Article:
One way to reflect on a passage of scripture is to read it with this question at heart:
“What am I feeling, wanting, and desiring as I reflect on this text?”
We often engage scripture with our minds, but perhaps less often with our hearts.
A while back, I took some time to ask this question as I reflected on the story of Bartimaeus who was blind and cried out to Jesus for healing in Mark 10:46-52:
Then they came to Jericho. As Jesus and his disciples, together with a large crowd, were leaving the city, a blind man, Bartimaeus (which means “son of Timaeus”), was sitting by the roadside begging. 47 When he heard that it was Jesus of Nazareth, he began to shout, “Jesus, Son of David, have mercy on me!”
48 Many rebuked him and told him to be quiet, but he shouted all the more, “Son of David, have mercy on me!”
49 Jesus stopped and said, “Call him.”
So they called to the blind man, “Cheer up! On your feet! He’s calling you.” 50 Throwing his cloak aside, he jumped to his feet and came to Jesus.
51 “What do you want me to do for you?” Jesus asked him. ?
The blind man said, “Rabbi, I want to see.”
52 “Go,” said Jesus, “your faith has healed you.” Immediately he received his sight and followed Jesus along the road.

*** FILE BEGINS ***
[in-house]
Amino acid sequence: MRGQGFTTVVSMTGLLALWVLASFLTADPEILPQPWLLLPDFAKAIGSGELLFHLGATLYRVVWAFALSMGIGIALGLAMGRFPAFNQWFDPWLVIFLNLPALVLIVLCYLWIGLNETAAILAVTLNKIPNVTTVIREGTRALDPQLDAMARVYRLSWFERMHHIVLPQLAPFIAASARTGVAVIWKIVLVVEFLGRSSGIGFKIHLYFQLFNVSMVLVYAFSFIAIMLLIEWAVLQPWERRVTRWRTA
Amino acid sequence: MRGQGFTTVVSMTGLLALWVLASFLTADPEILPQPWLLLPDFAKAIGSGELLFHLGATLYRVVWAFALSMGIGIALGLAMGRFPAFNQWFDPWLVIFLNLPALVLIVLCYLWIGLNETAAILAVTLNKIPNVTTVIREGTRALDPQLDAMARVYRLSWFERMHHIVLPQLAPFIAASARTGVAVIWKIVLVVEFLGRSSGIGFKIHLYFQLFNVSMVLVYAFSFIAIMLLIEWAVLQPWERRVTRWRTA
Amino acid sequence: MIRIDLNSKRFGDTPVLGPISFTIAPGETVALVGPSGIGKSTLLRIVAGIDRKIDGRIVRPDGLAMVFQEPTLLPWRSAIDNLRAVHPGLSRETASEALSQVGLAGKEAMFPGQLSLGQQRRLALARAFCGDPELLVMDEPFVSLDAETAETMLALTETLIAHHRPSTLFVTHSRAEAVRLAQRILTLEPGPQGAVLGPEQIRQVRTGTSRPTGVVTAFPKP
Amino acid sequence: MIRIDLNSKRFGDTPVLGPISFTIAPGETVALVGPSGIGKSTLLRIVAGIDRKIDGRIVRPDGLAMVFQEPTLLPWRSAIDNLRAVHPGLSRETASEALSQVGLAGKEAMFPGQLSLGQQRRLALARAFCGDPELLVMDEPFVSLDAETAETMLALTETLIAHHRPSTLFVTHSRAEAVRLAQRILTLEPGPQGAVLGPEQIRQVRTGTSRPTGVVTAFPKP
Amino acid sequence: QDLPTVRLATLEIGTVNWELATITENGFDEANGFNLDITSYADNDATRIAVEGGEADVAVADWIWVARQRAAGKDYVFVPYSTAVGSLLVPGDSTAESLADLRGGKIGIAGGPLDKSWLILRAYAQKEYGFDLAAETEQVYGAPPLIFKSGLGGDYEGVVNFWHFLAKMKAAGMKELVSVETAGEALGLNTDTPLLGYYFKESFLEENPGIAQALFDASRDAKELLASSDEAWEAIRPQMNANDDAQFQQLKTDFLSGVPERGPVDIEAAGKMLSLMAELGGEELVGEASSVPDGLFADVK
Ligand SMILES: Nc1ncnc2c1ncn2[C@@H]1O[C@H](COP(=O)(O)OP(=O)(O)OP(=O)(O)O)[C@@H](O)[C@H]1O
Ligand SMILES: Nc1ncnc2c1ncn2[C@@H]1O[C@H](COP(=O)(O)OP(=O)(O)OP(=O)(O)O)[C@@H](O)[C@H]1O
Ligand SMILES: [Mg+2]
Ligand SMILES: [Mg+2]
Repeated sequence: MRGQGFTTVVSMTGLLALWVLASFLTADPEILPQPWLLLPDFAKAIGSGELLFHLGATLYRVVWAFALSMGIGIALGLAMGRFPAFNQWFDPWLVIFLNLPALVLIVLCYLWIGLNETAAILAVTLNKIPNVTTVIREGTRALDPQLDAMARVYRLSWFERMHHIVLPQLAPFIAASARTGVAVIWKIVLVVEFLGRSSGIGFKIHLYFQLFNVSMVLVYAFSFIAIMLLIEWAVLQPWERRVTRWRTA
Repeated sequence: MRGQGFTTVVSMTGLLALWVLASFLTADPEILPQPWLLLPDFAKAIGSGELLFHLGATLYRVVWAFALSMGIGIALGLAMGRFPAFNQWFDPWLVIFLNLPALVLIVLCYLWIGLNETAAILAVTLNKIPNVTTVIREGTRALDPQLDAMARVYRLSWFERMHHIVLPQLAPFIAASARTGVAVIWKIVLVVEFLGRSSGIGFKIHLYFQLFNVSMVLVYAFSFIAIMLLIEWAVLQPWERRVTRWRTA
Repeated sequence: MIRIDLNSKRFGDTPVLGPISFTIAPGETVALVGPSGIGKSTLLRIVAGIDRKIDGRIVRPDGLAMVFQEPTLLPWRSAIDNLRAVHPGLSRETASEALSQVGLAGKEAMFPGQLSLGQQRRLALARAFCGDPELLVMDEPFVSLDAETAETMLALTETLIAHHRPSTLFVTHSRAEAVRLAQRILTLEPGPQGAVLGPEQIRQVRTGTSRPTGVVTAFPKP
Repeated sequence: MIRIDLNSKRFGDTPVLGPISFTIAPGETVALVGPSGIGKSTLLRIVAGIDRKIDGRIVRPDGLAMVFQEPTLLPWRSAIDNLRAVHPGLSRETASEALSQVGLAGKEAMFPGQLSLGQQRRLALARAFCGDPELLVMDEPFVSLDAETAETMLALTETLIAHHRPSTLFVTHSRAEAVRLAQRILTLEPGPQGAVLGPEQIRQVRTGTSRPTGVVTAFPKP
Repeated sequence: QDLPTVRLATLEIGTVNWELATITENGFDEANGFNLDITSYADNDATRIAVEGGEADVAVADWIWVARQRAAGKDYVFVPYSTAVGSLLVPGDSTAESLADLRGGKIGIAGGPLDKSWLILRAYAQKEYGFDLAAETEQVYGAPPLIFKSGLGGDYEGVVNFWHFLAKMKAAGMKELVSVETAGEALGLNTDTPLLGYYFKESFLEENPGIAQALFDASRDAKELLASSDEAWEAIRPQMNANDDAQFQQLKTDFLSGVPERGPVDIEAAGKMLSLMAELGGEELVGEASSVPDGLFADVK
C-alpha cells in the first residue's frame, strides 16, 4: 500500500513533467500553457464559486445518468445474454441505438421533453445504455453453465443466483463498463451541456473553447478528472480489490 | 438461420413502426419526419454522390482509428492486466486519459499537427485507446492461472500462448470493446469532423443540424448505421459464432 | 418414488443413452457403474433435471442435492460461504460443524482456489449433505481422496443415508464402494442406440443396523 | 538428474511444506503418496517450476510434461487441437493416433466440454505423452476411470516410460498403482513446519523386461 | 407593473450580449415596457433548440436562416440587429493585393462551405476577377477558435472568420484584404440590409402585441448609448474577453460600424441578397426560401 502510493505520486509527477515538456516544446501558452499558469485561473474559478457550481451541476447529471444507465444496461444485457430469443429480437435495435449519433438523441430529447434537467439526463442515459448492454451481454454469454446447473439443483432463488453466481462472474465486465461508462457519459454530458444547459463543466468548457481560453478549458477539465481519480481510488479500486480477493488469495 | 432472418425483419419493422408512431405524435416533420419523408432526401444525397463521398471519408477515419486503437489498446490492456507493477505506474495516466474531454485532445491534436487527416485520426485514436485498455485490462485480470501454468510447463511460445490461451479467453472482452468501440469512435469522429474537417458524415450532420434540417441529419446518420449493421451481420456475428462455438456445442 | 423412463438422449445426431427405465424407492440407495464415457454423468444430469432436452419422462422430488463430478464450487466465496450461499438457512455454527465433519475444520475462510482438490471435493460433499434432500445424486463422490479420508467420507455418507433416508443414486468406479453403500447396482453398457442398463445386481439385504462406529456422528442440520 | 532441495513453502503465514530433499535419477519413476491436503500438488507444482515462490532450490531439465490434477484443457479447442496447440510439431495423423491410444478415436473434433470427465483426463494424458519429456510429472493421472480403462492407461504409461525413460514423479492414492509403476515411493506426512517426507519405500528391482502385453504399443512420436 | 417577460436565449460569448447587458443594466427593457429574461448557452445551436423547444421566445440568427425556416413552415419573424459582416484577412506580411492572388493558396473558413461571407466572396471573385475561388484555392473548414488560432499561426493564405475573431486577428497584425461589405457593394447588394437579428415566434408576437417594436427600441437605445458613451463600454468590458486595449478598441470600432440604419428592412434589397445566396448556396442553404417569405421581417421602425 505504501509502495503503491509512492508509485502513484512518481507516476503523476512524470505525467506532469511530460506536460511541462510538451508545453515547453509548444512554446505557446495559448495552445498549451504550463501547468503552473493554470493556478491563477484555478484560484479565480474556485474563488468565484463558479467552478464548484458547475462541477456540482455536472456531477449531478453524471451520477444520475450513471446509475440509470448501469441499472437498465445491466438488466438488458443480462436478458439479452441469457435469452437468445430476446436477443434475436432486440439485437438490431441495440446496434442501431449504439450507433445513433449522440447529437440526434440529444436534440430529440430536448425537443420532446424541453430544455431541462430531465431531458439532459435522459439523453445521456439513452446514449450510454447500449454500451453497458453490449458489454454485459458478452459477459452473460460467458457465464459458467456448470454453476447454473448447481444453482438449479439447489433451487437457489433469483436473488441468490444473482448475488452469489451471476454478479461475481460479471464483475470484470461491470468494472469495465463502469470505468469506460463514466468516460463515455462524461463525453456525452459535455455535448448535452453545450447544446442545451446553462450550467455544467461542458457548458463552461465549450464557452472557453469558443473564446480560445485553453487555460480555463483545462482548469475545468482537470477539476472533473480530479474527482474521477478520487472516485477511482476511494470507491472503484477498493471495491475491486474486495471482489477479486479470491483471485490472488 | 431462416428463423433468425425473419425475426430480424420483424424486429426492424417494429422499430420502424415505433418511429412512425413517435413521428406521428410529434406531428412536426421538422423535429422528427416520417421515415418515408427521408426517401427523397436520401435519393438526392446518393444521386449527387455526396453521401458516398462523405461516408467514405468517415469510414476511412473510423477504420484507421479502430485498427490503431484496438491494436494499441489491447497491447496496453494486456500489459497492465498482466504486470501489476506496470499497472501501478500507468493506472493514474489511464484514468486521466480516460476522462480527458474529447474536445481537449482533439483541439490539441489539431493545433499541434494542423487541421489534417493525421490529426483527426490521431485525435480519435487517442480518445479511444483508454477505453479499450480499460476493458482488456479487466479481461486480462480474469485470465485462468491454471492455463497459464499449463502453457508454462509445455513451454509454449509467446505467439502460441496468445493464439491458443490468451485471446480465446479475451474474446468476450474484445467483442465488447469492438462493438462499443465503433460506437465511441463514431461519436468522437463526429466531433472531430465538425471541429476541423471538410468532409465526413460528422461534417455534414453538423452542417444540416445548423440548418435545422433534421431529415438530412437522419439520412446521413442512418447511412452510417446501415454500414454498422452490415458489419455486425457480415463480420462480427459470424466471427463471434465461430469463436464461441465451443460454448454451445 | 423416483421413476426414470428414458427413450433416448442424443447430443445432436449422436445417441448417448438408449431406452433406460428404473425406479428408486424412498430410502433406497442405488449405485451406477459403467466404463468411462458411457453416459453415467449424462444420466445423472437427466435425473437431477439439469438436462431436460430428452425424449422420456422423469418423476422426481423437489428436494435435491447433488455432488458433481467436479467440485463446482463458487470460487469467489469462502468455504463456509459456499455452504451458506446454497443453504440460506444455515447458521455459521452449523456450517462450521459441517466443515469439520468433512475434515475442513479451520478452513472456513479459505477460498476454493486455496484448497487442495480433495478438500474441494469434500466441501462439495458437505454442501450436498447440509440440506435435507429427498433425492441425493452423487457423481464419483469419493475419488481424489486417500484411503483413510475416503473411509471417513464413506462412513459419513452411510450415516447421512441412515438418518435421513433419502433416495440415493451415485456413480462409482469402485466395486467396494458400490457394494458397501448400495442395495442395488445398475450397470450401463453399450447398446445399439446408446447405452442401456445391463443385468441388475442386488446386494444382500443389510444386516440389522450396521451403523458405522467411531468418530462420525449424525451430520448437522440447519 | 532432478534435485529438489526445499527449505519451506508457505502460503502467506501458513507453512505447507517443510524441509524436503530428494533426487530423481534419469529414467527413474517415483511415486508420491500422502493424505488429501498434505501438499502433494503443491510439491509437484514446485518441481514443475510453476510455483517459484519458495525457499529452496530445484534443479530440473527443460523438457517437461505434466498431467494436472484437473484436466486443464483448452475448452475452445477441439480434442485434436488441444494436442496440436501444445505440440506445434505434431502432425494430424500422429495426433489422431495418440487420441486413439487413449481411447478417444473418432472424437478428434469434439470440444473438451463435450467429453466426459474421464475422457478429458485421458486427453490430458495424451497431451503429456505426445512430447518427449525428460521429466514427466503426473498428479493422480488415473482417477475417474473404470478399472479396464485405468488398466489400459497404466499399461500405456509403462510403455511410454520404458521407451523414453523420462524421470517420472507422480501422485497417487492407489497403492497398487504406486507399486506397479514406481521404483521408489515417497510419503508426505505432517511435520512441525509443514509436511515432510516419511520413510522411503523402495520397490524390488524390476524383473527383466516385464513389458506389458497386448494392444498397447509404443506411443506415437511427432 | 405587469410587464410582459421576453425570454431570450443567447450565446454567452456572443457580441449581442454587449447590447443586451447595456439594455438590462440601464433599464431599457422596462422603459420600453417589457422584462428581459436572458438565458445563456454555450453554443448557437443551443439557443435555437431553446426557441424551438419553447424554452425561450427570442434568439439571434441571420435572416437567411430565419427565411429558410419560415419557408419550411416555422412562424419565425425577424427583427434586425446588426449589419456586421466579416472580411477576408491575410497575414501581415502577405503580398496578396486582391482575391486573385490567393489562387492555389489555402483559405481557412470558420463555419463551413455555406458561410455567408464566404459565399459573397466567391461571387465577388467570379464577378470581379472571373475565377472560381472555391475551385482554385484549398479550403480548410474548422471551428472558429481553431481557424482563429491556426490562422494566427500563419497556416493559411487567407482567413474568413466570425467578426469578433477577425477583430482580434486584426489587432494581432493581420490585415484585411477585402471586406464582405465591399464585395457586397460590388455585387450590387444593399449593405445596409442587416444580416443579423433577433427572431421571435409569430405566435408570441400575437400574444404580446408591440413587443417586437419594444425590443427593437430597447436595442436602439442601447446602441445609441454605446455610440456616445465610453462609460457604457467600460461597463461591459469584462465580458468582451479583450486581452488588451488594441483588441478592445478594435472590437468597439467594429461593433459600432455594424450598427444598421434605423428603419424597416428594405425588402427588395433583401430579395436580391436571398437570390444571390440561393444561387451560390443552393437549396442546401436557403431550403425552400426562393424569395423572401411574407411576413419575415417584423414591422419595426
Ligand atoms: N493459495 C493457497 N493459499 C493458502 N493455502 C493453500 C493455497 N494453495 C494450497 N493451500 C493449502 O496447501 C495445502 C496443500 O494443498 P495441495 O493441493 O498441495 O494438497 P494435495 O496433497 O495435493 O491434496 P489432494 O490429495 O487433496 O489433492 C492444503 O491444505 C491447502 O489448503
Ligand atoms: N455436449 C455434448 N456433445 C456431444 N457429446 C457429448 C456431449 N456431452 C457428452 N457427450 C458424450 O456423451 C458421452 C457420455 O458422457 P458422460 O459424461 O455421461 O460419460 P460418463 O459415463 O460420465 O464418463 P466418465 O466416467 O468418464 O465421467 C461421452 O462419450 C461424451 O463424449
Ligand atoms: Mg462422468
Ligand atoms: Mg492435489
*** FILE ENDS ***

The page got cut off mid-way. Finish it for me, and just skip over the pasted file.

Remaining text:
At first reading, Bartimaeus’ passionate desire for the mercy of Jesus impresses me. He shouts over the many who rebuke him and tell him that he is wasting Jesus’ time. Jesus asks him the big question: “What do you want me to do for you?”
How would I answer Jesus if He were to ask me this question today? What do I really want from Him? Do I have the courage of a Bartimaeus to ignore what others think, and seek Jesus with resolve for what I deeply and truly want?
The crowd who would shout Bart (and me) down is as fickle as the wind. They don’t know Jesus very well. First, they chew Bart out for asking Jesus to have mercy on him. Then, when Jesus calls for him, they are nothing but encouraging and affirming. Why would I let myself be swayed by the crowd when the crowd doesn’t even know what it wants? May the volume level of holy desire be louder in me than the volume of anxiety or fear.
(I remember writing these words during an eight-day Ignatian retreat in the Boston area a few years ago. I had been walking in the forested area behind the retreat center, asking myself what I really wanted from Jesus. I think what I wanted most then, as now, was a deeper confidence in the love of the Father for me just as I am. I still want to rely on His absolute love for the yet-unimproved me. Growth and transformation will be a fruit of His love, and not a way to earn His favor.)
How easily am I derailed by the voice of the crowd, by the insinuations of “they” who tell me to give up and give in?